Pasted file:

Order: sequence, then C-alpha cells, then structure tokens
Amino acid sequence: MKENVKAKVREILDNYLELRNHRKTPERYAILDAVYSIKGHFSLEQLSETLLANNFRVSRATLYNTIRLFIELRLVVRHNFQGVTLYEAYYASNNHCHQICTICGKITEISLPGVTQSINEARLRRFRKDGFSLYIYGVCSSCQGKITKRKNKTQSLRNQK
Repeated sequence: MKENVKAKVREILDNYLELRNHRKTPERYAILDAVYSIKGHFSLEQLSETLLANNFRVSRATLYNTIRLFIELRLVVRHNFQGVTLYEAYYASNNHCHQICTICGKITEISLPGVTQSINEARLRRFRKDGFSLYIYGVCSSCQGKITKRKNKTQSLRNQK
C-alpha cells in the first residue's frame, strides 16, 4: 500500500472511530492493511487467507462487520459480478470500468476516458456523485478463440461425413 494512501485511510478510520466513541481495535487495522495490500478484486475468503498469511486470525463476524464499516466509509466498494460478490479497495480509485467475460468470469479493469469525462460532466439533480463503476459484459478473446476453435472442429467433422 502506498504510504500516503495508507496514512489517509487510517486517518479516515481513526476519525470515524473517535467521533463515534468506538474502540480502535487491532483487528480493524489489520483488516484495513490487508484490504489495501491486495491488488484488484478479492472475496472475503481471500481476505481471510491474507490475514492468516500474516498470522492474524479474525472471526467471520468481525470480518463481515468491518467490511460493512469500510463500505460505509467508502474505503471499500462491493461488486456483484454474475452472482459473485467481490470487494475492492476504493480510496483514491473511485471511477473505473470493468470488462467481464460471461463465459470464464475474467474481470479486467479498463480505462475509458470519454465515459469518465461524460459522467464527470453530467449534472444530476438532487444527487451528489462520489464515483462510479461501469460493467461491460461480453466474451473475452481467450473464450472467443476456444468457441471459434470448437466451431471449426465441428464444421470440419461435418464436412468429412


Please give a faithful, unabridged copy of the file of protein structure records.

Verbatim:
Order: sequence, then C-alpha cells, then structure tokens
Amino acid sequence: MKENVKAKVREILDNYLELRNHRKTPERYAILDAVYSIKGHFSLEQLSETLLANNFRVSRATLYNTIRLFIELRLVVRHNFQGVTLYEAYYASNNHCHQICTICGKITEISLPGVTQSINEARLRRFRKDGFSLYIYGVCSSCQGKITKRKNKTQSLRNQK
Repeated sequence: MKENVKAKVREILDNYLELRNHRKTPERYAILDAVYSIKGHFSLEQLSETLLANNFRVSRATLYNTIRLFIELRLVVRHNFQGVTLYEAYYASNNHCHQICTICGKITEISLPGVTQSINEARLRRFRKDGFSLYIYGVCSSCQGKITKRKNKTQSLRNQK
C-alpha cells in the first residue's frame, strides 16, 4: 500500500472511530492493511487467507462487520459480478470500468476516458456523485478463440461425413 494512501485511510478510520466513541481495535487495522495490500478484486475468503498469511486470525463476524464499516466509509466498494460478490479497495480509485467475460468470469479493469469525462460532466439533480463503476459484459478473446476453435472442429467433422 502506498504510504500516503495508507496514512489517509487510517486517518479516515481513526476519525470515524473517535467521533463515534468506538474502540480502535487491532483487528480493524489489520483488516484495513490487508484490504489495501491486495491488488484488484478479492472475496472475503481471500481476505481471510491474507490475514492468516500474516498470522492474524479474525472471526467471520468481525470480518463481515468491518467490511460493512469500510463500505460505509467508502474505503471499500462491493461488486456483484454474475452472482459473485467481490470487494475492492476504493480510496483514491473511485471511477473505473470493468470488462467481464460471461463465459470464464475474467474481470479486467479498463480505462475509458470519454465515459469518465461524460459522467464527470453530467449534472444530476438532487444527487451528489462520489464515483462510479461501469460493467461491460461480453466474451473475452481467450473464450472467443476456444468457441471459434470448437466451431471449426465441428464444421470440419461435418464436412468429412